The HL7 DFT Interface for Outbound Billing Charge Capture
Explore how to streamline the billing process by automatically capturing and forwarding details from the ultrasound study.

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Without the DFT interface, several inefficiencies develop in the billing and administrative processes:

Manual Data Entry: Without the DFT interface, staff would need to manually enter charge information into the billing system after each ultrasound procedure. This manual process is prone to errors, leading to potential discrepancies in billing and delays in revenue cycle management.

Delayed Billing: Since charge information would need to be manually entered into the billing system, there may be delays in billing patients or submitting claims to insurance providers. This delay can result in delayed payment and negatively impact the cash flow of the healthcare organization.

Increased Administrative Burden: Healthcare staff would need to spend additional time reconciling data between the ultrasound reporting system and the billing system. This increased administrative burden reduces productivity and may divert resources away from patient care activities.

Billing Errors: Manual data entry increases the risk of billing errors, such as incorrect charge amounts or missing billing codes. These errors can lead to claim denials, payment delays, and potential compliance issues.

Lack of Real-Time Information: Without automated data exchange through the DFT interface, there may be a lack of real-time visibility into the financial aspects of ultrasound procedures. This hampers decision-making processes and the ability to monitor revenue performance effectively.

Incomplete Documentation: In the absence of automated charge export functionality, there may be instances where charge information is not properly documented or missed altogether. This incomplete documentation can result in revenue leakage and billing inaccuracies.

Manual work and disconnected technologies create inefficiencies, errors, and delays in billing and administrative processes, particularly in ultrasound reporting within healthcare settings.

However, implementing the DFT interface streamlines these processes, enhances accuracy, and boosts overall operational efficiency.

By facilitating efficient communication between systems, improving billing accuracy, and streamlining workflow processes, the DFT interface significantly optimizes the financial management of your healthcare operations.

To learn more about DFT interfaces and how they can create billing efficiencies in your organization, schedule a demo.


Caleb King

Caleb King, Director of Customer Engagement

With over a decade of experience building results-driven relationships, Caleb has a deep understanding of meeting customer needs with efficiency. At AS Software, Caleb coordinates complex healthcare projects, and is passionate about making a positive impact by delivering value with ongoing expertise and optimization.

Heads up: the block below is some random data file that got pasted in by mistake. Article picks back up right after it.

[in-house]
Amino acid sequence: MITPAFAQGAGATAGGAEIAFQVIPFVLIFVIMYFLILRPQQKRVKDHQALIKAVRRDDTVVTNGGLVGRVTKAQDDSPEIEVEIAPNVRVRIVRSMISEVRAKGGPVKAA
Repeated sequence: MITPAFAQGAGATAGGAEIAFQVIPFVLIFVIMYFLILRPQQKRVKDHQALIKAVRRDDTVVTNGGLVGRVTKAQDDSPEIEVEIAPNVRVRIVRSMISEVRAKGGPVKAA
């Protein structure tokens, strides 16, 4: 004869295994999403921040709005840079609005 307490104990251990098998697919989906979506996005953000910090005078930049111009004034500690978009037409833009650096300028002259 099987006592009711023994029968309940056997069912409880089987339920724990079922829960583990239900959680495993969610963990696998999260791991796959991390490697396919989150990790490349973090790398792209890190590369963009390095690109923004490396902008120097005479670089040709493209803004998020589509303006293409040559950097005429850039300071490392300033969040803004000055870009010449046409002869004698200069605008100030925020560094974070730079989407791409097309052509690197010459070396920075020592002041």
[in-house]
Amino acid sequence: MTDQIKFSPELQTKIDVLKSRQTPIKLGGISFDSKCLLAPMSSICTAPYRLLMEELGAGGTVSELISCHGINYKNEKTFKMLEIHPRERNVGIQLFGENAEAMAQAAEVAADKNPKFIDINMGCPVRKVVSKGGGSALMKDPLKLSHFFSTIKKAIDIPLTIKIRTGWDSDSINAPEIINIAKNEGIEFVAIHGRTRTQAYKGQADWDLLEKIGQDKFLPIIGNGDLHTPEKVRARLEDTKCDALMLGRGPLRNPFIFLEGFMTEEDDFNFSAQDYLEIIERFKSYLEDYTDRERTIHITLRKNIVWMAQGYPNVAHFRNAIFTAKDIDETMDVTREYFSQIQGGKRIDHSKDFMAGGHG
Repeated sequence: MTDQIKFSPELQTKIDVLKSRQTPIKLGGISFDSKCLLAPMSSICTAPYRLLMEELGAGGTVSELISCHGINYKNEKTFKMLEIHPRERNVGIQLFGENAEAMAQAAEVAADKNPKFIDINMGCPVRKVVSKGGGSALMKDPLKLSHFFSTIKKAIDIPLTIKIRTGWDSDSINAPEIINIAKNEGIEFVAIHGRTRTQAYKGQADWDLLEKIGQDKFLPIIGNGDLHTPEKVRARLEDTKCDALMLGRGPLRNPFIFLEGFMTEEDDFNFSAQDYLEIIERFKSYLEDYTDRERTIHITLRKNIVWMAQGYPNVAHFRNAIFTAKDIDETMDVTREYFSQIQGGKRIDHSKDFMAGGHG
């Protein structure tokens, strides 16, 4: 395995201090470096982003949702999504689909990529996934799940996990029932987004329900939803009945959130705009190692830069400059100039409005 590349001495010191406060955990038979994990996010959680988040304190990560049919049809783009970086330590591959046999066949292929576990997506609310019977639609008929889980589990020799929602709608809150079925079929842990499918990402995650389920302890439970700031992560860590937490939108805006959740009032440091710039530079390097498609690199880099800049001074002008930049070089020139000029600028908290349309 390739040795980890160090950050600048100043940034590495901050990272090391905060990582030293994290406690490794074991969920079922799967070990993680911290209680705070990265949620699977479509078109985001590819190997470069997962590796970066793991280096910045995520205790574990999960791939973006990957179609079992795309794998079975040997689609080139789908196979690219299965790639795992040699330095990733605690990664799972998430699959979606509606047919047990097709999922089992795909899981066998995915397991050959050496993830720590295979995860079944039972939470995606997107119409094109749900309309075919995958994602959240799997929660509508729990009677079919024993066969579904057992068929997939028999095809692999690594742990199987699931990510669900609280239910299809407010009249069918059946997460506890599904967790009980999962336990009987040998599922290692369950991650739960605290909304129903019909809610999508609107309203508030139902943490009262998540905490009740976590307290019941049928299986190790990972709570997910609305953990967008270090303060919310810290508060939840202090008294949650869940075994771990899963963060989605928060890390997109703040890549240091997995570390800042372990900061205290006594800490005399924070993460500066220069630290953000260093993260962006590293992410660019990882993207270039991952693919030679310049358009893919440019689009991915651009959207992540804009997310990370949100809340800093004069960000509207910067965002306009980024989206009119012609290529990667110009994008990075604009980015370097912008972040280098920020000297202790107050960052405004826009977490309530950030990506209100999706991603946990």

The way patients are diagnosed, treated, and cared for is undergoing significant transformation in maternal-fetal medicine (MFM). Artificial intelligence (AI) is emerging as a powerful tool in enhancing diagnostic accuracy, optimizing workflows, and fostering equitable access to healthcare. But there are many profound implications of AI in MFM, which were discussed in a recent panel, “Exploring the Expanding Role of Artificial Intelligence in Maternal-Fetal Medicine” that featured clinicians and experts at the SMFM 2024 Pregnancy Meeting.

The speakers and panelists included: Jeanne Sottile, RDMS RVT CSPO of AS Software; University of Kentucky College of Medicine’s Maternal Fetal Medicine Fellow Physician, Dr. Neil Bharat Patel; CEO of Ultrasound AI, Robert Bunn; Chief Medical Offer and Professor, Dr. Garrett K.Lam, of Intermountain High Risk Pregnancy Center and University of Kentucky; and Martin Mienkina, PhD, Advanced Technology and Innovation Manager at GE Healthcare.

Here is a breakdown into the key insights that emerged of the multifaceted applications of AI, challenges, opportunities, and its potential to reshape patient outcomes.

The establishment of trust in algorithmic insights is central to the integration of AI into MFM.

Rigorous testing methodologies are paramount to validate AI algorithms, ensuring consistency and persistence of results across diverse patient populations and clinical settings.

Transparency and trust will build the foundation of successful adoption and utilization of new AI technologies, ensuring that AI-driven innovations enhance, rather than compromise, patient care.

A compelling aspect of AI in MFM is its capacity to democratize healthcare access.